The city of Derby is a unitary authority area, but remains part of the ceremonial county of Derbyshire. The non-metropolitan county contains 30 towns with between 10,000 and 100,000 inhabitants. There is a large amount of sparsely populated agricultural upland: 75% of the population live in 25% of the area.
The area that is now Derbyshire was first visited, probably briefly, by humans 200,000 years ago during the Aveley interglacial as evidenced by a Middle Paleolithic Acheulean hand axe found near Hopton.
Further occupation came with the Upper Paleolithic and Neolithic periods of the Stone Age when Mesolithic hunter gatherers roamed the hilly tundra. Evidence of these nomadic tribes has been found in limestone caves located on the Nottinghamshire border. Deposits left in the caves date the occupancy at around 12,000 to 7,000 BCE.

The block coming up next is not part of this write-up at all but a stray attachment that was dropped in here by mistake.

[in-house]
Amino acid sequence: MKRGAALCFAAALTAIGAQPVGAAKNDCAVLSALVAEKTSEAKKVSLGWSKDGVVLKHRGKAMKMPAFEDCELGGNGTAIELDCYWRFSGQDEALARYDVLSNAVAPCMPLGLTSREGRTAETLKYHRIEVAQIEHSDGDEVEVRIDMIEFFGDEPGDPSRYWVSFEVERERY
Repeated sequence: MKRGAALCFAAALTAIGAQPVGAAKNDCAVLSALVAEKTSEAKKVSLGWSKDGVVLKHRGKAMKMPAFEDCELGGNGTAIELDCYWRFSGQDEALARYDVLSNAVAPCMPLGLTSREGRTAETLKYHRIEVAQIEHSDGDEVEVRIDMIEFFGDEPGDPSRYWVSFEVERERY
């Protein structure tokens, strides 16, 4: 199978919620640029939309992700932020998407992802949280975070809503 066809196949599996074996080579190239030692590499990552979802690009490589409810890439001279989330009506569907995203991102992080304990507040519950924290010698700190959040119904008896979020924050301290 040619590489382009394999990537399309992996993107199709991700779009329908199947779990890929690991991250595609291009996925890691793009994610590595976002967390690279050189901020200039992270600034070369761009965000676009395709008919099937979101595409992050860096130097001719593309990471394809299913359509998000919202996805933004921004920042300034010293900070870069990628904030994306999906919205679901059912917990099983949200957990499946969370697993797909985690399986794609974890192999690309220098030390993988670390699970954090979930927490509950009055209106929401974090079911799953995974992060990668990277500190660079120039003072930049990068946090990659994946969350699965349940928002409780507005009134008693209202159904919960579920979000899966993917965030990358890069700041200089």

Burial mounds of Neolithic settlers are also situated throughout the county. These chambered tombs were designed for collective burial and are mostly located in the central Derbyshire region. There are tombs at Minninglow and Five Wells that date back to between 2000 and 2500 BCE. Three miles west of Youlgreave lies the Neolithic henge monument of Arbor Low, which has been dated to 2500 BCE.
It is not until the Bronze Age that real signs of agriculture and settlement are found in the county. In the moors of the Peak District signs of clearance, arable fields and hut circles were discovered after archaeological investigation. However this area and another settlement at Swarkestone are all that have been found.